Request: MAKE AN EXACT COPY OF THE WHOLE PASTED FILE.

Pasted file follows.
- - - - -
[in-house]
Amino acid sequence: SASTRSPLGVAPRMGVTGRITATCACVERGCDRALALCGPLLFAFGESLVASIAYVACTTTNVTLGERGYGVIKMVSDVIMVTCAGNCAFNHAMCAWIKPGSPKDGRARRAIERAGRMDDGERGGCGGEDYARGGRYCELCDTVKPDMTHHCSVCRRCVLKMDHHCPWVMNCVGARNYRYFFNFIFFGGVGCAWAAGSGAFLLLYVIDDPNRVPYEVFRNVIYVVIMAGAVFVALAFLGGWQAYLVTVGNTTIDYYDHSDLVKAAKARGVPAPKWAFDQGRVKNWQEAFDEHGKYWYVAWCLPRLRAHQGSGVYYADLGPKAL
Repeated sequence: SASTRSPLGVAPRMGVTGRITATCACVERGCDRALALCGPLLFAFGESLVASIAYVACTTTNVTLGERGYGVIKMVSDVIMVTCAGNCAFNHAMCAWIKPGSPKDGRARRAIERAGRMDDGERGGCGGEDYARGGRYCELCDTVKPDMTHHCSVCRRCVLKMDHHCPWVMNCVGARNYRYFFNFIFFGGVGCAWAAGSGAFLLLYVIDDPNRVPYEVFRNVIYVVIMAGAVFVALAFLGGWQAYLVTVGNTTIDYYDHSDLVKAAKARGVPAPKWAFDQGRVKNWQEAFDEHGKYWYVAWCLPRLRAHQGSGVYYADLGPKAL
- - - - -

[in-house]
Amino acid sequence: SASTRSPLGVAPRMGVTGRITATCACVERGCDRALALCGPLLFAFGESLVASIAYVACTTTNVTLGERGYGVIKMVSDVIMVTCAGNCAFNHAMCAWIKPGSPKDGRARRAIERAGRMDDGERGGCGGEDYARGGRYCELCDTVKPDMTHHCSVCRRCVLKMDHHCPWVMNCVGARNYRYFFNFIFFGGVGCAWAAGSGAFLLLYVIDDPNRVPYEVFRNVIYVVIMAGAVFVALAFLGGWQAYLVTVGNTTIDYYDHSDLVKAAKARGVPAPKWAFDQGRVKNWQEAFDEHGKYWYVAWCLPRLRAHQGSGVYYADLGPKAL
Repeated sequence: SASTRSPLGVAPRMGVTGRITATCACVERGCDRALALCGPLLFAFGESLVASIAYVACTTTNVTLGERGYGVIKMVSDVIMVTCAGNCAFNHAMCAWIKPGSPKDGRARRAIERAGRMDDGERGGCGGEDYARGGRYCELCDTVKPDMTHHCSVCRRCVLKMDHHCPWVMNCVGARNYRYFFNFIFFGGVGCAWAAGSGAFLLLYVIDDPNRVPYEVFRNVIYVVIMAGAVFVALAFLGGWQAYLVTVGNTTIDYYDHSDLVKAAKARGVPAPKWAFDQGRVKNWQEAFDEHGKYWYVAWCLPRLRAHQGSGVYYADLGPKAL